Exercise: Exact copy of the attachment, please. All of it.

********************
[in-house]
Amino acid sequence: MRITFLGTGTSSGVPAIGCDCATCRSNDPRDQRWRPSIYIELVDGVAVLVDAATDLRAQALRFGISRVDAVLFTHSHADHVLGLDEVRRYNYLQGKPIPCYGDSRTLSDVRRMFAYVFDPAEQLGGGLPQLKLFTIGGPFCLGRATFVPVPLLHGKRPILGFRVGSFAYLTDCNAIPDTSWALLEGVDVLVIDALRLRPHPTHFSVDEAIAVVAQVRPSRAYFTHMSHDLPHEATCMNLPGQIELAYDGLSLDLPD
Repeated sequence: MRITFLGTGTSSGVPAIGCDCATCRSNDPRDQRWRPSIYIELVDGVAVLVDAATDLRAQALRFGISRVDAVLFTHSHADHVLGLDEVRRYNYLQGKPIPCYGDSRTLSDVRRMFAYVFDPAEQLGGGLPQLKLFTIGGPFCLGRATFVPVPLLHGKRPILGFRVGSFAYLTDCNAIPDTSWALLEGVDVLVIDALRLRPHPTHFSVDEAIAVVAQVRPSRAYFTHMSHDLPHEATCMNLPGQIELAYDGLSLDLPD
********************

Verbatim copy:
[in-house]
Amino acid sequence: MRITFLGTGTSSGVPAIGCDCATCRSNDPRDQRWRPSIYIELVDGVAVLVDAATDLRAQALRFGISRVDAVLFTHSHADHVLGLDEVRRYNYLQGKPIPCYGDSRTLSDVRRMFAYVFDPAEQLGGGLPQLKLFTIGGPFCLGRATFVPVPLLHGKRPILGFRVGSFAYLTDCNAIPDTSWALLEGVDVLVIDALRLRPHPTHFSVDEAIAVVAQVRPSRAYFTHMSHDLPHEATCMNLPGQIELAYDGLSLDLPD
Repeated sequence: MRITFLGTGTSSGVPAIGCDCATCRSNDPRDQRWRPSIYIELVDGVAVLVDAATDLRAQALRFGISRVDAVLFTHSHADHVLGLDEVRRYNYLQGKPIPCYGDSRTLSDVRRMFAYVFDPAEQLGGGLPQLKLFTIGGPFCLGRATFVPVPLLHGKRPILGFRVGSFAYLTDCNAIPDTSWALLEGVDVLVIDALRLRPHPTHFSVDEAIAVVAQVRPSRAYFTHMSHDLPHEATCMNLPGQIELAYDGLSLDLPD